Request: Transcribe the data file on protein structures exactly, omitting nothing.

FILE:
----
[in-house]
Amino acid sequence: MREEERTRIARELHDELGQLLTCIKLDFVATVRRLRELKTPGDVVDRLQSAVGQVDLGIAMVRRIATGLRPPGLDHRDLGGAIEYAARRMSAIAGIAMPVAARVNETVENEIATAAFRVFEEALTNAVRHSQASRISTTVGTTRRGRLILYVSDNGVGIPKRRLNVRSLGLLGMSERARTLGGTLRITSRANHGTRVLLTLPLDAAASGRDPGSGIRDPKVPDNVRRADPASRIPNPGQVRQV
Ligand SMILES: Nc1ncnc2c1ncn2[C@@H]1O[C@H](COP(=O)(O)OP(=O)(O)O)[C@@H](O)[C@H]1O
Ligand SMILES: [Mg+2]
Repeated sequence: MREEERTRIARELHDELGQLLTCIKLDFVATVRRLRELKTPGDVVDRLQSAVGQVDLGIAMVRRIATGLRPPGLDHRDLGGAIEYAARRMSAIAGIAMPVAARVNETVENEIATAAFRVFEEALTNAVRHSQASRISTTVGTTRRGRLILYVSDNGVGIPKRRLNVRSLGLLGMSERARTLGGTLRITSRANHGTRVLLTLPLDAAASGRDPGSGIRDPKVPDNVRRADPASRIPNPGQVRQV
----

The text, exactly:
[in-house]
Amino acid sequence: MREEERTRIARELHDELGQLLTCIKLDFVATVRRLRELKTPGDVVDRLQSAVGQVDLGIAMVRRIATGLRPPGLDHRDLGGAIEYAARRMSAIAGIAMPVAARVNETVENEIATAAFRVFEEALTNAVRHSQASRISTTVGTTRRGRLILYVSDNGVGIPKRRLNVRSLGLLGMSERARTLGGTLRITSRANHGTRVLLTLPLDAAASGRDPGSGIRDPKVPDNVRRADPASRIPNPGQVRQV
Ligand SMILES: Nc1ncnc2c1ncn2[C@@H]1O[C@H](COP(=O)(O)OP(=O)(O)O)[C@@H](O)[C@H]1O
Ligand SMILES: [Mg+2]
Repeated sequence: MREEERTRIARELHDELGQLLTCIKLDFVATVRRLRELKTPGDVVDRLQSAVGQVDLGIAMVRRIATGLRPPGLDHRDLGGAIEYAARRMSAIAGIAMPVAARVNETVENEIATAAFRVFEEALTNAVRHSQASRISTTVGTTRRGRLILYVSDNGVGIPKRRLNVRSLGLLGMSERARTLGGTLRITSRANHGTRVLLTLPLDAAASGRDPGSGIRDPKVPDNVRRADPASRIPNPGQVRQV